Everyone we knew had vegetable gardens, and although ours was by no means exceptional, we were pretty self-sufficient in vegetables during the growing season, and actually, far beyond. We had a root cellar, and potatoes, carrots, celery root and other root vegetables were stored there along with mother’s canned goods.

    The variety of vegetables was far less exotic than it is today. I had never seen, or even heard of eggplant, zucchini or even broccoli before I arrived in the US. Now they are all pretty commonplace.

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    1. id say that is the equivilant to the best garden ever in a us back yard
      i was interested in the garden sheds out by the rail road tracks in euroe where people go i suspect for the brothherhood similar to ice fishing here and spend lots of time with other gardeners

      i had a good german family i have written about before with tomatoes raspberries and chokecherries as their staples. a salt shaker and a bowl of sguare was common place when tomatoes were in season to do the age old test of how you like your tomato better with salt or sugar

      ill bet they had 100 rasberry bushes and strawberries too come to think of it . they ended up selling the gardens and letting a house be built out back then another on the side. then they sold their house. only home garden i ever knew

      Liked by 1 person

    1. id say that is the equivilant to the best garden ever in a us back yard
      i was interested in the garden sheds out by the rail road tracks in euroe where people go i suspect for the brothherhood similar to ice fishing here and spend lots of time with other gardeners

      i had a good german family i have written about before with tomatoes raspberries and chokecherries as their staples. a salt shaker and a bowl of sguare was common place when tomatoes were in season to do the age old test of how you like your tomato better with salt or sugar

      ill bet they had 100 rasberry bushes and strawberries too come to think of it . they ended up selling the gardens and letting a house be built out back then another on the side. then they sold their house. only home garden i ever knew

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  13. corn was way higher than knee high on the 4th of july and it is only 10 days after. late spring but i guess it must be the right weather to grow corn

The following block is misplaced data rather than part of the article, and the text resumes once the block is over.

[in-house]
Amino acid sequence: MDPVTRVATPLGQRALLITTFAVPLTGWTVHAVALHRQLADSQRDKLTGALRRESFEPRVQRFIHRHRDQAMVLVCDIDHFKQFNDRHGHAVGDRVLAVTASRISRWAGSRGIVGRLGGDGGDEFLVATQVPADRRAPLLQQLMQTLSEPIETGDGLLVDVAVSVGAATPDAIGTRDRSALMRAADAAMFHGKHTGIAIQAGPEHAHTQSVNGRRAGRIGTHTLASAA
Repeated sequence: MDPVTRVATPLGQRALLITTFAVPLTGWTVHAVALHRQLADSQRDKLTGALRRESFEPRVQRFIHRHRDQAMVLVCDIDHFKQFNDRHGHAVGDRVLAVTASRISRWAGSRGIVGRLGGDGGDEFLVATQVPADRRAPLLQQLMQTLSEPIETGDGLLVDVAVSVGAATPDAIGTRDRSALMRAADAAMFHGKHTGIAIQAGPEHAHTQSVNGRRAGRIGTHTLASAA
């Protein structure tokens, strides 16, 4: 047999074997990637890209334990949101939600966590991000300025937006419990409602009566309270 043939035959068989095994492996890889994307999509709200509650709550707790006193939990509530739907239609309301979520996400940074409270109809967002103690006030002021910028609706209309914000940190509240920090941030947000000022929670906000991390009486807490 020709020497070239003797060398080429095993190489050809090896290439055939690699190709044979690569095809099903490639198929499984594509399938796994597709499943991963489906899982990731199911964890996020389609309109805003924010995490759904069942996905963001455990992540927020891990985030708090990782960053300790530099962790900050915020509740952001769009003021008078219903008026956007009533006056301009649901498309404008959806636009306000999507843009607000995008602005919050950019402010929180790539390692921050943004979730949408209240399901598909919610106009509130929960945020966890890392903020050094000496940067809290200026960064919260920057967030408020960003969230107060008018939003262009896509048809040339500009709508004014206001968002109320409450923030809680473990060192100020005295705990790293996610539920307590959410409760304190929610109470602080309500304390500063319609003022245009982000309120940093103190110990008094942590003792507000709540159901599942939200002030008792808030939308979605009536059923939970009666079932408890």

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    1. The idea corn should be knee high by the 4th comes from an earlier era. It used to indicate that a new corn crop was doing well. Now, mostly because farmers plant fast-growing hybrid strains of corn, a crop only knee high on Independence Day is a sign of failure. Modern corn strains are chest-high by then, or higher.

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  14. My favorite childhood garden was Uncle Ejnar and Tante Ingeborg’s garden. They had fruit trees – apple, pears, and plums – and every kind of berry you could imagine, including gooseberries. Potatoes featured prominently in their garden, and unlike ours, the also had peas. But the best part was that they were the sweetest, gentlest “old” people I’ve ever met. I loved spending time in their garden, pulling weeds and keeping Tante Ingeborg company. I spent many a happy hour helping her shell peas as well.

    At the time I thought they were ancient, but looking back I realize that they must have been in their mid forties. Older than my parents, but certainly not old. Ejnar lived to be 99, and I visited him, still living in that old house by himself after Ingeborg passed away from a stroke at the age of 89. I wheeled him in his wheelchair down through the park where I spent so many hours as a kid. We met several people on the way who of course knew Ejnar and wanted to know who I was. He was proud as a peacock to tell them I was a visitor from America.